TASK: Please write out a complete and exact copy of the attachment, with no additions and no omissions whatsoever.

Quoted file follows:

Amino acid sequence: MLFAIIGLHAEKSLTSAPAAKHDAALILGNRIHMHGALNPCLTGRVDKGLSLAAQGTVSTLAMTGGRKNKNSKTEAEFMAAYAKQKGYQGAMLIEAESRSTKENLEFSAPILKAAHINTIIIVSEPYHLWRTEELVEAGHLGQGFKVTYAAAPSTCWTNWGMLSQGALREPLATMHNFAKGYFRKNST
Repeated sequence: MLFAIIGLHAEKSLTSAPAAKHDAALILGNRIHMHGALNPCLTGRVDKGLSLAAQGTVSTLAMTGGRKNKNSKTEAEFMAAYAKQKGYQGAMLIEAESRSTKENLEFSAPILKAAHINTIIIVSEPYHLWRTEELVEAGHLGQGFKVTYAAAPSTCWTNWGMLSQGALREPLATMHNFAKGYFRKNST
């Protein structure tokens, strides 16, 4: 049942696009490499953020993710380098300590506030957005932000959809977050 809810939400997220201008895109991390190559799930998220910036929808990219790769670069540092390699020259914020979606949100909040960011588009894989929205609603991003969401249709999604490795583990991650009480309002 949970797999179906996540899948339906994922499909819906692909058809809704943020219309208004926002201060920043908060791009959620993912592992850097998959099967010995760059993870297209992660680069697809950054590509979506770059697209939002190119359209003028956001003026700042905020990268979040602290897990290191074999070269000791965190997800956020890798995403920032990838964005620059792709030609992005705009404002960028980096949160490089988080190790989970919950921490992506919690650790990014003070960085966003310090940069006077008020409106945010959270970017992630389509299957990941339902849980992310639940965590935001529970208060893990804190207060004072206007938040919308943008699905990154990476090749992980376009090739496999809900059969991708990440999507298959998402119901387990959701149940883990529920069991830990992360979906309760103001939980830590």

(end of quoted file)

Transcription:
Amino acid sequence: MLFAIIGLHAEKSLTSAPAAKHDAALILGNRIHMHGALNPCLTGRVDKGLSLAAQGTVSTLAMTGGRKNKNSKTEAEFMAAYAKQKGYQGAMLIEAESRSTKENLEFSAPILKAAHINTIIIVSEPYHLWRTEELVEAGHLGQGFKVTYAAAPSTCWTNWGMLSQGALREPLATMHNFAKGYFRKNST
Repeated sequence: MLFAIIGLHAEKSLTSAPAAKHDAALILGNRIHMHGALNPCLTGRVDKGLSLAAQGTVSTLAMTGGRKNKNSKTEAEFMAAYAKQKGYQGAMLIEAESRSTKENLEFSAPILKAAHINTIIIVSEPYHLWRTEELVEAGHLGQGFKVTYAAAPSTCWTNWGMLSQGALREPLATMHNFAKGYFRKNST
């Protein structure tokens, strides 16, 4: 049942696009490499953020993710380098300590506030957005932000959809977050 809810939400997220201008895109991390190559799930998220910036929808990219790769670069540092390699020259914020979606949100909040960011588009894989929205609603991003969401249709999604490795583990991650009480309002 949970797999179906996540899948339906994922499909819906692909058809809704943020219309208004926002201060920043908060791009959620993912592992850097998959099967010995760059993870297209992660680069697809950054590509979506770059697209939002190119359209003028956001003026700042905020990268979040602290897990290191074999070269000791965190997800956020890798995403920032990838964005620059792709030609992005705009404002960028980096949160490089988080190790989970919950921490992506919690650790990014003070960085966003310090940069006077008020409106945010959270970017992630389509299957990941339902849980992310639940965590935001529970208060893990804190207060004072206007938040919308943008699905990154990476090749992980376009090739496999809900059969991708990440999507298959998402119901387990959701149940883990529920069991830990992360979906309760103001939980830590």